Virginia Sherriff

Pilates and Lower Back Pain

Pilates for Lower Back Pain

Core Stability Exercise vs General Exercise for Chronic Low Back Pain

It has been well documented that Lower Back Pain, (LBP), is one of the most frequently reported disabilities (affecting between 60% – 80% of adults), we face in the community. Unfortunately, 40% of those suffering with LBP will not fully recover within the first 3 months.

As Physios and Pilates Clinicians, we see this type of presentation everyday.  A common back pain trigger can be from a poor lifting technique.  At Sydney Physio Solutions, we are continuously striving to find the best way of helping to improve the experience and recovery in this population group.

A recent study, published earlier this year, found that people with Lower back pain who undertook exercises to activate and gain control of their deep spinal stabilisers, aka “The Core”, had better outcomes in the first few months of treatment than those who didn’t.

In a nutshell……

  • “Core exercises”, (learning specific & correct activation of your muscles supporting the spine and pelvis), provide a better outcome during the first 3 months of intervention compared to general exercise alone for people with LBP.1
  • People with Lower back Pain (LBP) display a decreased activation or delay in Transverse Abdominus (deep abs), and Multifidus (supporting spinal muscles). Thus core exercises consist of regaining the strength of these muscles through specific training. 1

At Sydney Physio Solutions, all of our Pilates Clinicians are physios, and thus have the ability not only to assess your core in real time via Ultrasound, but can also guide you personally on what exercises will help and how to progress these if you suffer from lower back pain. Using this technology, you can guarantee you are receiving the most up-to-date, effective and evidenced based approach to managing your pain.

Back Pain Exercises: Low Back Pain Relief & Hamstring Strength for Squats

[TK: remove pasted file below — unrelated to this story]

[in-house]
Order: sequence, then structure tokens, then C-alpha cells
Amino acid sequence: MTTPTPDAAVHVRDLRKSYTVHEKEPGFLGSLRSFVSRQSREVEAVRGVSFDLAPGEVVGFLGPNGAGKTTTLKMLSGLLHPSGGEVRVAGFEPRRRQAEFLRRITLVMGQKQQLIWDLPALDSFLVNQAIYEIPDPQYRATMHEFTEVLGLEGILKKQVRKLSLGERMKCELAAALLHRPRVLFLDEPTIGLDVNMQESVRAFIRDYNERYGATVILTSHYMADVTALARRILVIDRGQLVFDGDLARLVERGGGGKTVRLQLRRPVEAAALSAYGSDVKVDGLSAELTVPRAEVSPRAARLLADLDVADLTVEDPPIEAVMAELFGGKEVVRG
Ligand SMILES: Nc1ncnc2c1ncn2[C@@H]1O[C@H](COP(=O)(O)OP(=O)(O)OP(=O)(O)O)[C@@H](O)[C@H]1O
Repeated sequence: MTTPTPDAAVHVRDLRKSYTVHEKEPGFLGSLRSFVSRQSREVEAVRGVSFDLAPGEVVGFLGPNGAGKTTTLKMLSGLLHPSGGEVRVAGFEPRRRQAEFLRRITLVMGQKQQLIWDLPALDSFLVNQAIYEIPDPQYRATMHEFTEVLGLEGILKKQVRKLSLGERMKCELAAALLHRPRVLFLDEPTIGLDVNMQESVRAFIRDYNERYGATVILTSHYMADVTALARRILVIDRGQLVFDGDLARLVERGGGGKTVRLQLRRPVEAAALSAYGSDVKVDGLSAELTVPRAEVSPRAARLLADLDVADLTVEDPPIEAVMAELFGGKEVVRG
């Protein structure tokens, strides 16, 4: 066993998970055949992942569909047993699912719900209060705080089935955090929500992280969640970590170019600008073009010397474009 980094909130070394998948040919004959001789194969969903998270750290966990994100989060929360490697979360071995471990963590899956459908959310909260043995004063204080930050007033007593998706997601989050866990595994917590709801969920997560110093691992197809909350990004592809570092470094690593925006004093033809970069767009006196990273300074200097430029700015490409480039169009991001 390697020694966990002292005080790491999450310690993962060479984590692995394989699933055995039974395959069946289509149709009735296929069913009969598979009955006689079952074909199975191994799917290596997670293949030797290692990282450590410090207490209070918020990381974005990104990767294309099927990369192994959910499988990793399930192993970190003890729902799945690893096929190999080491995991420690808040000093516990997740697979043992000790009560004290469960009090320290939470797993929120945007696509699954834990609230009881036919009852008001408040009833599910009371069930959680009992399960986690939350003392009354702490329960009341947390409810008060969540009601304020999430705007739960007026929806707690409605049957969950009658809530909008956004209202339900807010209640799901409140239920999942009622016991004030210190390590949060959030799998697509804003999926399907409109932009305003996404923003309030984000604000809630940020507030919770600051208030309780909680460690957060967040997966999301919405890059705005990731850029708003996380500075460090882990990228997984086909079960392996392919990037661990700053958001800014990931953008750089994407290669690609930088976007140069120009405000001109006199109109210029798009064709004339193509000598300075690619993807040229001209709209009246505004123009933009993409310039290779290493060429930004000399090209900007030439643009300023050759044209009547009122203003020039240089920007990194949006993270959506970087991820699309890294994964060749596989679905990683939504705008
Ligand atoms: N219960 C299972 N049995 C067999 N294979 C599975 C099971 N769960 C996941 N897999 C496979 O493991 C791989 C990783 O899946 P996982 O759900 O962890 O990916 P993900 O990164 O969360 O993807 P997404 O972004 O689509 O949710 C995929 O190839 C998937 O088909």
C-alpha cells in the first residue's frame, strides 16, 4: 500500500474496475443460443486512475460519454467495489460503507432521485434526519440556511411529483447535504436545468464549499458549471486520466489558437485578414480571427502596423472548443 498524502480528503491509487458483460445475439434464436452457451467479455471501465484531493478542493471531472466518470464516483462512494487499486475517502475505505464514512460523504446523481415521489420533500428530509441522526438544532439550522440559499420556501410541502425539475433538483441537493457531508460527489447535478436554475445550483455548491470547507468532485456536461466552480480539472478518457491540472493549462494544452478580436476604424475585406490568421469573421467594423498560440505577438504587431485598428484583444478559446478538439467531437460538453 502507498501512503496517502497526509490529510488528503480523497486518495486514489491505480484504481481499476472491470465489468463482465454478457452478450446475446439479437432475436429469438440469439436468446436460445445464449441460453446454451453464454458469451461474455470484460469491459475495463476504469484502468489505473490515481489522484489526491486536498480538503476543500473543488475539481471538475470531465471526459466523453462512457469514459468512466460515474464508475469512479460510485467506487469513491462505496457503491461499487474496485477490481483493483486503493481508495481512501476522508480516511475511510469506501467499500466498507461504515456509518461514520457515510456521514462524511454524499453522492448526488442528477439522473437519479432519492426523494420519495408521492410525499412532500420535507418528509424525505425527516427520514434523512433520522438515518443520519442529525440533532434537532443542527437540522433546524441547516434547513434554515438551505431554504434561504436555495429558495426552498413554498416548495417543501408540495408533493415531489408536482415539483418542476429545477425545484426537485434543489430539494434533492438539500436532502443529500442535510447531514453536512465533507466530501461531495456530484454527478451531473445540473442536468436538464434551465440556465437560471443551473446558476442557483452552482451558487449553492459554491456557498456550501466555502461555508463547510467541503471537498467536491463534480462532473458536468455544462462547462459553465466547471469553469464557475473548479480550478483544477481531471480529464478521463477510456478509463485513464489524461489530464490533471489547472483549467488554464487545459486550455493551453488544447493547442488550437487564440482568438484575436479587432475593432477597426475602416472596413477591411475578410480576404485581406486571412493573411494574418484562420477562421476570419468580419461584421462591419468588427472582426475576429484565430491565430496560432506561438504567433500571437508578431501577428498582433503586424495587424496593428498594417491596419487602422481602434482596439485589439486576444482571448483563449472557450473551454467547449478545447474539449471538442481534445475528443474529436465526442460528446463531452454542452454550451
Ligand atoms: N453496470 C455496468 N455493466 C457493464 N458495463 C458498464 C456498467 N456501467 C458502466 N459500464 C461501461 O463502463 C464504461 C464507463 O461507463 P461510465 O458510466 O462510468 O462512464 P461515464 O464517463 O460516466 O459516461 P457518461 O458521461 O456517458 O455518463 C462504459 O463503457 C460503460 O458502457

Looking for Physio in Sydney CBD to treat your lower back pain – Sydney Physio Solutions have two centrally located clinics in Sydney CBD as well as a clinic in Chatswood.


  1. Brian JC, Kenneth EG, Elizabeth RN, Lindsey EE. Core stability exercise Versus General exercise for Chronic lower back pain. Journal of athletic training 2017 Vol 52 (1) 71-72.

Couch Potato Syndrome

Admittedly, sometimes after a long day at work it is hard to resist the temptation to take the train home and fire up Netflix or the like for  ‘lock in’  & non-stop uninterrupted episodes of Game of Thrones, your favourite sport, or some version of reality TV.  What a way to escape and not have to think about – well, anything…

For many of us now, with access to mobiles, social media and on demand telly, this is becoming more and more common place.  We may not want to admit it, but Couch Potato is not just the hash brown left over form Sunday brunch, but in fact the way we end up through the week and weekends….it is certainly hard to resist when the episodes just keep coming.

Unfortunately, when we spend most the day sitting at the desk or in meetings  and then do the same at home, the body does not often get the level of physical activity it needs to function optimally.  The spine in particular is a machine that is built to move, and often this is where we feel the most aches and pains from sitting too long – especially sprawled over the couch with arms and legs in every direction!

When you sit on the couch – do try and keep your spine in relatively good line and maybe even get a little footrest to support yourself and throw a decent pillow behind your neck to support it – watch for excessive twisting or slumping of the body – then you can have your rest time without getting up in pain!

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Pilates in Sydney CBD

Sydney Physiotherapy Solutions has a dedicated Pilates Studio and expert, caring instructors who are all experienced physiotherapists.

We offer a wide variety of classes from beginner to advanced and have something for everyone. There are private and duet sessions, mat classes and classes utilising the pilates equipment such as the reformer and trapeze table. We also offer specialist classes for ante-natal clients, runners, cyclists and men’s health.

Clients are required to undergo a thorough assessment before commencing pilates with us & this allows the instructor to tailor exercises specifically for you.

Morton’s Neuroma

Pain in the foot?  Feel like there is a ball squashed up between your toes when there isn’t?  Tingling and/or numbness in the toes?  All these signs and symptoms may be linked to pressure building on the nerves of your feet, officially called a “Morton’s Neuroma”.  This is usually a build up of stress around the plantar nerve where it travels between the 3rd and 4th toe, and the tissue surrounding the nerve thickens and compresses the nerve -ouch!